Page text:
The Port of Olympia Commission decided to place a mixed-use office building called the Marine Waterfront Center near the Swantown Marina on Monday, March 20. Port Commissioner Joe Downing was the only commissioner to oppose the location, which was recommended by Port staff.
The new building would house the marina and Port administration offices and provide space for marine-related organizations. Swantown Senior Manager TJ Quandt explained that plans for Destination Waterfront recommended placing the building near the marina.
Quandt said that the proximity of the building to the marina would improve operational efficiency and attract visitors. The site is also four times larger than an alternative spot on Market Street near the south entrance of the marine terminal, which Downing preferred.
Downing said they could easily maximize the alternative site by building a three-story building, which Port staff is still unsure if they can do with the preferred location. Downing added that a site near the marine terminal portrays a better image of the Port.
“Moving our offices closer to the waterfront, while it certainly would be beautiful, from that standpoint, I think that it doesn't portray the right image of the Port whereas I think [the other site] could do a better job of that,” he said.
Commission agrees to ownership of the building
The Port also discussed whether to own or rent the administration office in the building. The commission ultimately agreed to the staff’s recommendation of owning the office. However, Harding rejected the idea, believing that it would not be an efficient use of taxpayer funds to build and own the offices.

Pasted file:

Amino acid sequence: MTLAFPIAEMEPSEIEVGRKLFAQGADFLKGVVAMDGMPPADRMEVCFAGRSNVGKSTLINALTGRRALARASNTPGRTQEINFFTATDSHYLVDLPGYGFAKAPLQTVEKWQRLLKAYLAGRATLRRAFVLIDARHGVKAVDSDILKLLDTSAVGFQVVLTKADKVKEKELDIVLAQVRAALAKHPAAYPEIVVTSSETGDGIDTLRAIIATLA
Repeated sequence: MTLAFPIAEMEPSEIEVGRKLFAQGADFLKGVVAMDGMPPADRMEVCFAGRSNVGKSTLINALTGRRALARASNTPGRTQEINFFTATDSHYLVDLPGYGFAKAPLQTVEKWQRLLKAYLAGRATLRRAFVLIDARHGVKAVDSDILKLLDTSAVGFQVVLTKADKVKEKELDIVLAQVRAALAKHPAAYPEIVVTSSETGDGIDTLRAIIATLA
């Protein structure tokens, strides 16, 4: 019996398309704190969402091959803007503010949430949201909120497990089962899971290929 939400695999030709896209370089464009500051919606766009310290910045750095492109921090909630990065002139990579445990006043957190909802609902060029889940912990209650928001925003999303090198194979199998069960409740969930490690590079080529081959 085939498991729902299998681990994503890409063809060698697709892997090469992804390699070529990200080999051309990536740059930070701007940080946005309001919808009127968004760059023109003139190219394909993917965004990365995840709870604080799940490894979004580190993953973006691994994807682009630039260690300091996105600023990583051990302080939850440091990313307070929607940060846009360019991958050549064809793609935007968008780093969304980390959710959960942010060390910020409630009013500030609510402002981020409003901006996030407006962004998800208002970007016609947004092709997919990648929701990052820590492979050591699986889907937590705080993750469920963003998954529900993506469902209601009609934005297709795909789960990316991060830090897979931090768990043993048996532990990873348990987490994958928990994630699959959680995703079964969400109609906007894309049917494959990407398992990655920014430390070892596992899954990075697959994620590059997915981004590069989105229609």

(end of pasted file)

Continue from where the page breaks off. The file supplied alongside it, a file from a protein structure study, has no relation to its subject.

Quandt explained that owning the office could “provide an anchor point for the Port to conduct business” and help increase visibility for the Port’s brand. However, owning the project is costlier than renting, an issue that Harding noted.
“This is another non-revenue-generating project that we're embarking on,” she said.
Quandt showed a comparative analysis of the cost of leasing and renting the site for 30 years. The analysis does not account for rate increases and potential revenue, but leasing the office would cost the Port around $15.5 million, while building and owning it would cost $17.7 million.
The Port is partnering with Puget Sound Estuarium, which would have exhibit space and classrooms in the building. The Port is also working on adding another educational facility called the “One Water” Tech Center to educate visitors about water quality and wastewater treatment.
The cost for constructing the building is estimated at $11.4 million but could increase to $16.2 million if the Port is able to build a third story.
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Of course. Build it where the increasingly high tides can destroy it.
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